This series I want to talk about spring cleaning of the heart. Spring cleaning of the soul. What is it that we need to do to bring order here? To do that I'm going to introduce one more best-selling author. His name is St. Augustine. Obviously, that's his DMV picture. It didn't come out as well, but you know how those come out. He lived in the 300s and a best-selling author. It's pointed too by many people either in the Eastern, the Western Church, Protestant, and Catholic as being one of the seminal minds that has shaped the way we think.
When he talked about what's wrong with the human condition, he didn't just say, well, you're all bad or you're wrong, he used this phrase. He says, "What's at the core is we have disordered loves". It's our heart that's disordered. It's cluttered. It's not working. Disordered love means that we love the right things to the right degree and the right way with the right kind of love.
He says that's what it is. It's not that there are things in your life. Things aren't bad. It's just when the things somehow we love them more than we loved our relationships. We love the wrong-- We have a disordered heart. Even the virtues. He says think about virtues. It's still a matter of love. If you are faced with a situation where you can be honest, you have to choose and you go, "What I love more is the well-being of society and others more than my immediate gratification." We call that honesty. If it's disordered, if what benefits me is more important and I love that more than the well-being of society, then all kinds of things get disorder not only in our own life but in society.
The question this morning to start this series is this, how is your heart? How is the ordering of your heart? How are you loving the things that you have been given in such a way? Is it bringing joy? How do we know? How to go through all of those things if we want to sort it out? Because sometimes we don't even know what's bringing us joy. We have confused and we have substituted for joy, and that's where we come back to our passage this morning.
Because Jesus for whom it is all about joy in that Sermon on the Mount where he's talking about all the things that people clutter their lives with. It's not that they're wrong, it's not that they're bad. There's a place for all those things, but it's when they get out of order and so he gives us this principle that's at the core of it all, if you want a well-ordered heart, if you want a life that is uncluttered, if you want a place that taps into the great joy of God, then do this. The thing you should want most, the thing you should love most, the thing that you should hold up and sacrifice everything is this thing that God's kingdom and doing what God wants. Why? It's because then everything else sort of falls into place.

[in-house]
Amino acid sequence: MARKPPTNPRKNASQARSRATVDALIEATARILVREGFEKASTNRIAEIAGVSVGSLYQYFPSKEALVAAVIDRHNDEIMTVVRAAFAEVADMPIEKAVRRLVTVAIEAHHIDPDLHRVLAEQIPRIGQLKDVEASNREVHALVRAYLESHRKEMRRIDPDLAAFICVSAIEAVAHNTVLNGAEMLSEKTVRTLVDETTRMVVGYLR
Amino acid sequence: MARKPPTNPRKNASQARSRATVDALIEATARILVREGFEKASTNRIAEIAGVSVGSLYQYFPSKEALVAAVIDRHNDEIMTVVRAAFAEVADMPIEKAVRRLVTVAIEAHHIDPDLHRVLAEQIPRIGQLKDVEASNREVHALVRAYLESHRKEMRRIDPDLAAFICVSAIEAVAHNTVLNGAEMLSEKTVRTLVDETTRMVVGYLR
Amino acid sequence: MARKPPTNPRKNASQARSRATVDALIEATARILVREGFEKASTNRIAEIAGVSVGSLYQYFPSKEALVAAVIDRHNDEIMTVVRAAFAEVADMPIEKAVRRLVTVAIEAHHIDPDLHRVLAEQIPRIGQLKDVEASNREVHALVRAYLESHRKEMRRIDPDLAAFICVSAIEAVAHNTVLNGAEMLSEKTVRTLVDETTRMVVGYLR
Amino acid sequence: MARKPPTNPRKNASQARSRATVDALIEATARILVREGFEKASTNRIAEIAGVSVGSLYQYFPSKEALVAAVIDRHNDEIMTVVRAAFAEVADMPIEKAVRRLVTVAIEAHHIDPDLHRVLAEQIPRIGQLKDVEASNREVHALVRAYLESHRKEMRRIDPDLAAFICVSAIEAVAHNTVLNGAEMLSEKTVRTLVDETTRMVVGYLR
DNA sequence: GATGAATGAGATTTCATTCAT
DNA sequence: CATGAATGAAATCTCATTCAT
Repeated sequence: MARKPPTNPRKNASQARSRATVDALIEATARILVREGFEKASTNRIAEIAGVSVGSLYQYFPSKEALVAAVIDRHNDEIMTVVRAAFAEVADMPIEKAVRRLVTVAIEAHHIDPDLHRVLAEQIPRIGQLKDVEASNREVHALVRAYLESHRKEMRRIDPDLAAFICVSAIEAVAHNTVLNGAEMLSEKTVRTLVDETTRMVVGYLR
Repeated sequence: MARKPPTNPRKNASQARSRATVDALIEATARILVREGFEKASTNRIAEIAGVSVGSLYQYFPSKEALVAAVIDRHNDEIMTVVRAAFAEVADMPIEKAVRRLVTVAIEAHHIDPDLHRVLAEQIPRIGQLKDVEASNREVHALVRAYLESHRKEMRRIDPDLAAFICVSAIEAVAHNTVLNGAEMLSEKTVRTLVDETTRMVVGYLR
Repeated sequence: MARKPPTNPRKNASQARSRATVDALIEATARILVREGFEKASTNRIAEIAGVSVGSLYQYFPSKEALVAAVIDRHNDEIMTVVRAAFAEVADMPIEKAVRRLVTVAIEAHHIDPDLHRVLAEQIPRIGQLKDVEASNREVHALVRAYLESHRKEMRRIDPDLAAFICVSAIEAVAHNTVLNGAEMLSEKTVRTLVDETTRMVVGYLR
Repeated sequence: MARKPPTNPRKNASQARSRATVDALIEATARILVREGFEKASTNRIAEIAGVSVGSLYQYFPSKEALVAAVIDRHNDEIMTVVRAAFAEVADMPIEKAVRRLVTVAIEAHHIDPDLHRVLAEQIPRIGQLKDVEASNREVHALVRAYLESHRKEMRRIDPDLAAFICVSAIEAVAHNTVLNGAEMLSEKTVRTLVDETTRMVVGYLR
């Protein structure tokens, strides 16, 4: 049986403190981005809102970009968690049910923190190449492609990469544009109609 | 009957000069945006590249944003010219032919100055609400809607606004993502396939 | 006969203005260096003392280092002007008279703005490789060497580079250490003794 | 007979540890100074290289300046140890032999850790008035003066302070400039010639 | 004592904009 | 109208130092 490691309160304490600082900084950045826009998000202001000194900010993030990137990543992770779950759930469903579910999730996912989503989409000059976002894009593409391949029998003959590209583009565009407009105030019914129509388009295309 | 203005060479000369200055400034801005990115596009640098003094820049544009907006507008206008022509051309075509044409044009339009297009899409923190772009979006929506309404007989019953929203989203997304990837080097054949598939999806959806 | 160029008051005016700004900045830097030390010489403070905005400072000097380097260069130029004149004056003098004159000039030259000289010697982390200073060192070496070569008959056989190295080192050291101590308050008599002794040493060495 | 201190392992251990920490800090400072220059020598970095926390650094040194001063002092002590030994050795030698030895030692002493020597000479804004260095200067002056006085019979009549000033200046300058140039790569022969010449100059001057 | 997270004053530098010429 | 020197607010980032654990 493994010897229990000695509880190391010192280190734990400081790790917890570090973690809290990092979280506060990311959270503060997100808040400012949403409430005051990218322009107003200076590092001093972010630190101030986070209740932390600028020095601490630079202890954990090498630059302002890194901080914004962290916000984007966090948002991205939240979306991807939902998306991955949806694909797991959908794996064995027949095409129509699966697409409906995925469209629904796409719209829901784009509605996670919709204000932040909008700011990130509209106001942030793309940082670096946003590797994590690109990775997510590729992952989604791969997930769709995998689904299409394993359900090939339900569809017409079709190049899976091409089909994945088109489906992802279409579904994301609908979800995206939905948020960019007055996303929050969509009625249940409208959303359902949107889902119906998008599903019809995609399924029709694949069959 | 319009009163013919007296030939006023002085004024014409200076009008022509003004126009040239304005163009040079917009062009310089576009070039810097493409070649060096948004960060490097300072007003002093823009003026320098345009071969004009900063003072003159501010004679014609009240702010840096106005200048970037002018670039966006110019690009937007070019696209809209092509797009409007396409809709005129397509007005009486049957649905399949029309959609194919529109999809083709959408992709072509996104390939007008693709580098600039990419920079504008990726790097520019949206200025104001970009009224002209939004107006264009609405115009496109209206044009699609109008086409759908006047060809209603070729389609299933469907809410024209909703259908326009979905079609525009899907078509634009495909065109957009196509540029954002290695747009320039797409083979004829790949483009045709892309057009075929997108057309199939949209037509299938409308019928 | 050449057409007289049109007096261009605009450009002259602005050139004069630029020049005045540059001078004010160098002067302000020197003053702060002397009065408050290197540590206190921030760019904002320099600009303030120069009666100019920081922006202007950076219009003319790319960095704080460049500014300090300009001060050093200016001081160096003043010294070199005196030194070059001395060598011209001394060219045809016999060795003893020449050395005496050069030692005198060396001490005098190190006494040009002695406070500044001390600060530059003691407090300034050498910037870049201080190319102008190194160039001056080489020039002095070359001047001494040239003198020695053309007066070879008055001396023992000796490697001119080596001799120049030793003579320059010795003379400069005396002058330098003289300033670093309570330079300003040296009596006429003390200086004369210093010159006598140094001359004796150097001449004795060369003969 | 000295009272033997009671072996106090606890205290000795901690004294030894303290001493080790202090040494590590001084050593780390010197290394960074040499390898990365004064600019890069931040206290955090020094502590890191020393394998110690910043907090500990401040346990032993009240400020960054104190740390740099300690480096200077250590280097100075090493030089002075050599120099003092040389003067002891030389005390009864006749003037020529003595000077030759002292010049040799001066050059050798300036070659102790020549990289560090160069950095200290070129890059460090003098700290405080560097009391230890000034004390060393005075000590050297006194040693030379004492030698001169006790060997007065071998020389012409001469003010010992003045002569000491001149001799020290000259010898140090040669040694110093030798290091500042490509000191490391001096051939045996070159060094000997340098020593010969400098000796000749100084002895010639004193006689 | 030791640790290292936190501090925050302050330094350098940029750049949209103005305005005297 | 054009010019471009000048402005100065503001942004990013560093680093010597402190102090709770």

If you want a well-ordered heart, if you want to take inventory of your own soul this morning, the question becomes what is it that gets in the way of that? Because whatever gets in the way of giving my ultimate allegiance to what God wants is what's getting in the way of my joy. Whatever clutters the path between what I sense what God wants: the love, the joy, the peace, the justice of this world, the well-being of others, whatever gets in the way of that is what's cluttering my life as well.
How is your heart this morning? How is it going with you? Because what is being asked for and what it's looking for is how do we get rid of those things that stand in the way? This morning we started the service with a song, "Create in me a clean heart". Thousands of years ago somebody was saying the exact same thing that we know to be true whether it comes to our closets, whether it comes to our agendas, our checkbook, our daily planner. Create in me a clean heart, an ordered heart. Restore to me the joy of your salvation.
I like simple outline, simple outlines help me keep my myself clear. In case you're wondering, the first part of this has to do with, it's about joy, therefore, it's about God.
The second half or part of this sermon is, it's about God and therefore it's about joy. Tricky, huh? This is how I keep straight things. What I want to do is I want to affirm again, that what we're talking about at the core this is joy, because it's about God. That joy is not something that comes around God and in spite of God, it's because it's part of the essence of God, and therefore, joy is different than happiness.
Happiness is those things that is very conditional. When the conditions are right, I am happy. When I get to watch what I want to watch, my team wins, I'm happy. When fortunate comes my way, I am happy. Happy is a little bit like rain. When it comes and I get my water from the sky, when it rains and the conditions are right, I have lots of things to be happy about. Joy, on the other hand, has a different source. If happiness is like rain, Joy is like the underground river that's underneath us.
There are people whose lives are in drought. There are people who are in great grief. There are people who are stretched thin and yet these sometimes are the same people who seem to have the deepest reserves of joy. How does that happen? It's because it's not external, it is they have tapped into something that I believe is the very essence of who God is. This is who God is. Nehemiah says, "The joy of the Lord is my strength." It doesn't mean that I'm going to be joyful and therefore strong or if I'm strong, therefore I'm joyful. It just says I get to tap into the joy that is the essence of God and in that, that is my resilience.